playMaker

Author Topic: Playmaker + Scriptable Objects = Win  (Read 200 times)

Thore

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Playmaker + Scriptable Objects = Win
« on: July 13, 2019, 09:14:08 AM »
Scriptable Objects are amazing and everybody should use them. I went ahead and made two example scripts with copious amounts of comments that show how it works and how you can make your own, even without coding experience.

From Unity's documentation:

Quote
A ScriptableObject is a data container that you can use to save large amounts of data, independent of class instances. One of the main use cases for ScriptableObjects is to reduce your Project’s memory usage by avoiding copies of values. This is useful if your Project has a Prefab that stores unchanging data in attached MonoBehaviour scripts. Everytime you instantiate that Prefab, it will get its own copy of that data. Instead of using the method, and storing duplicated data, you can use a ScriptableObject to store the data and then access it by reference from all of the Prefabs. This means that there is one copy of the data in memory.

General Concept
Scriptable Objects are a collection of variables stored into an asset. Suppose you play Dungeons & Dragons. The book contained a character sheet printed somewhere. It defines the variables that make up one particular character. But you don't actually use that character sheet itself. You would make copies and then fill each out to make actual characters.



One of best things about them is that they are versatile: They can hold one individual variable, or could be complete data sets. You can keep any collection of variables in them, settings, stats, recipes, item lists, etc. It's even useful for a single object, because everything else can reference it and read/write into it.

Even more amazingly, they can be nested. You can make one Scriptable Object where you define a costume, perhaps keeping some prefabs that belong to the costume. And then you can plug that "costume object" into another scriptable object for characters. Or you can make ingredients made up from ingredients, and endlessly combine them.

It's very potent also to keep persistent data across scenes. You could create a type of scriptable object called "HP" which only contains a single int value. Then, you make two instances of it, one for player 1 and one for player 2. And then use them to permanently keep track of the HP across scenes. Also, in many games, you can simply have enemies write into the HP asset directly, when they deal damage, without complicated FSM setups.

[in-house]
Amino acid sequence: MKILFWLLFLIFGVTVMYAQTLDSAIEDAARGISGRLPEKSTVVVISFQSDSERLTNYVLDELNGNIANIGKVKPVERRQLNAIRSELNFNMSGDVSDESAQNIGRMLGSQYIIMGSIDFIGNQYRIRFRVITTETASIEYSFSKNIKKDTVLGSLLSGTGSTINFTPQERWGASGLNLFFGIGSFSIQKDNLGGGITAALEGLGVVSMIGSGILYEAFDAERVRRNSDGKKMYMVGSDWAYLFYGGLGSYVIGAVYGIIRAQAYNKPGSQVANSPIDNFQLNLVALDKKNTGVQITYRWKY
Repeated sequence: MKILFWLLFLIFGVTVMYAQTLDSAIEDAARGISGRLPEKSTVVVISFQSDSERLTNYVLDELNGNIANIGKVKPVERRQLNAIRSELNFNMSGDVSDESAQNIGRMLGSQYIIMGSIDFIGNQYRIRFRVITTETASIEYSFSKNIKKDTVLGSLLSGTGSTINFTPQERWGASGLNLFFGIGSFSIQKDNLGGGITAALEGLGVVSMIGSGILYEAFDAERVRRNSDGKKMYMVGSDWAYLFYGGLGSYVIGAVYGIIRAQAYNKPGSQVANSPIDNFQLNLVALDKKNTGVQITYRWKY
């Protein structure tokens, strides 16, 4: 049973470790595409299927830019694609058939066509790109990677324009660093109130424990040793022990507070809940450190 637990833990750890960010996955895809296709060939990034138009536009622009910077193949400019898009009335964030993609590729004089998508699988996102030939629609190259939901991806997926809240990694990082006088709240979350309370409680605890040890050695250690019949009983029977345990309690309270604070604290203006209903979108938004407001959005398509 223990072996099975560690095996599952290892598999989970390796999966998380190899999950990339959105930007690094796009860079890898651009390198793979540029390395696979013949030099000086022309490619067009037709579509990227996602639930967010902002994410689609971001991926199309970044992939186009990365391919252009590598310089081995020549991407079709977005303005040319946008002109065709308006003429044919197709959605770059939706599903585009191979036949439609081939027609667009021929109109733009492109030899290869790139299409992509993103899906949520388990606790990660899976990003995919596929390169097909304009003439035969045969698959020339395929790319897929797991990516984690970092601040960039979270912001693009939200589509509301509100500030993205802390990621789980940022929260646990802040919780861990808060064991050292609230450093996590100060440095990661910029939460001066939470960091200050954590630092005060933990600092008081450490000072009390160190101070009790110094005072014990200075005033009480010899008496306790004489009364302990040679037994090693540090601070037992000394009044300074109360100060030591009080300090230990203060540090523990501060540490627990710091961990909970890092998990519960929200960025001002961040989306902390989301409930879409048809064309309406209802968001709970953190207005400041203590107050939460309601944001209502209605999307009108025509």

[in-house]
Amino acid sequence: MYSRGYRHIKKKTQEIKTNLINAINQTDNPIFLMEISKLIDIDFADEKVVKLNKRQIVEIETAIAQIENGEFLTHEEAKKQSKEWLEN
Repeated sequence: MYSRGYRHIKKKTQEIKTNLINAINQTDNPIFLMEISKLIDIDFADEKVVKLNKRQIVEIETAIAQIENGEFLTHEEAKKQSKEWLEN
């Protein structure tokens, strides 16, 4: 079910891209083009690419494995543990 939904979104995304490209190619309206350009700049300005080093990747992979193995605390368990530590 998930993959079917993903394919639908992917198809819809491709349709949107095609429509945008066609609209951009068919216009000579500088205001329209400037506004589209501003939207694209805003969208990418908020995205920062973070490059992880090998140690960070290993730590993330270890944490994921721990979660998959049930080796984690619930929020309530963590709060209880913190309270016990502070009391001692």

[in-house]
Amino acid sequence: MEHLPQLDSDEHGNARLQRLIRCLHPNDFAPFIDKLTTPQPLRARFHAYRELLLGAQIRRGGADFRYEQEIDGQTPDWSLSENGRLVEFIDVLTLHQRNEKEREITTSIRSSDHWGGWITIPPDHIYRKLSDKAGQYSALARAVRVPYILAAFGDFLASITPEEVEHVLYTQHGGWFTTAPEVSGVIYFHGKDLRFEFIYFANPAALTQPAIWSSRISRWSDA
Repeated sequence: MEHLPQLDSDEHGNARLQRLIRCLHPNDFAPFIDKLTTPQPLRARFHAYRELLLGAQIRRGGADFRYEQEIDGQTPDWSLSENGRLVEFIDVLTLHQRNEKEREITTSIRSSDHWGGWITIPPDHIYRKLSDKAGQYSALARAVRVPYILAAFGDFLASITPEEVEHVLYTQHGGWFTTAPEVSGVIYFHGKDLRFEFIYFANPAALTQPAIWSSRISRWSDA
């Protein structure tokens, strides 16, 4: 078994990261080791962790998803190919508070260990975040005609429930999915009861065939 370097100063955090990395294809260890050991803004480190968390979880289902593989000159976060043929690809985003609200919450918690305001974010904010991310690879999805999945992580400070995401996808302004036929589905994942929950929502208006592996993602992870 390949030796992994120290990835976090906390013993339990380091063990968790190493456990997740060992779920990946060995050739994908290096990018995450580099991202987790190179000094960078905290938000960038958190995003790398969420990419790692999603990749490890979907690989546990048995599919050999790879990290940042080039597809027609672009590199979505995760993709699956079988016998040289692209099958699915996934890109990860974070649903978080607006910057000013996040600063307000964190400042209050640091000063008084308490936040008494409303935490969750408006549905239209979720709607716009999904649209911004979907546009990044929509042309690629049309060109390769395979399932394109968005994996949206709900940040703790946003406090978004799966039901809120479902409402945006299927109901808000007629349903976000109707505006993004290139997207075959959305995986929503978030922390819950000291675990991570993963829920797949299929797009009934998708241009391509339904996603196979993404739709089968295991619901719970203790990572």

How It Works
Copy both scripts somewhere into your asset folder.

ScriptableTemplate.cs is the example script to generate actual scriptable objects of one particular type. For every type you want, you make a new script. It's akin to the character sheet printed in the D&D book, but which you do not touch at all, but make assets from to fill out.

GetSetScriptableObjects.cs is the example action for Playmaker that at first simply reads out the variables from a scriptable object asset you plugged in. You can open the script, and change it to use to set data into the asset (store data). It's an example to show how to do this.

  • STEP 1: In your project folder, right-click. In this case, it's clunky MyScriptables > ScriptableObjectExample, but you're supposed to change it later.
  • STEP 2: Select the newly created asset and fill in some values.
  • STEP 3: Make a new scene, add an FSM to the camera, and add the action GetSetScriptableObject that came with this script.
  • STEP 4: you need to plug in the scriptable object asset you've made in step 1. And hit run.

You'll notice that some values are copied over. They are not entirely "correct" on purpose, just look into the script and read my comments to see why (I use this to illustrate something).

The Playmaker script by default GETs the values from the Scriptable Object you plugged in. Open up that action script, and you also see below a function to SET the values. This is saving them to the asset.

With this equipped and tons of comments in the two scripts, you should be able to create your own types. I recommend creating different actions for getting and setting. My example is simply to illustrate how it works.



Bonus: To easily tell one scriptable object type from another, you can also give them icons. To make your own, just make a PNG, and name it "<ScriptName> Icon.png". Then, copy this into Assets/Gizmos, and change the Texture Type to Editor GUI and Legacy GUI. You can download my example and try it out.
« Last Edit: July 16, 2019, 02:50:36 AM by Thore »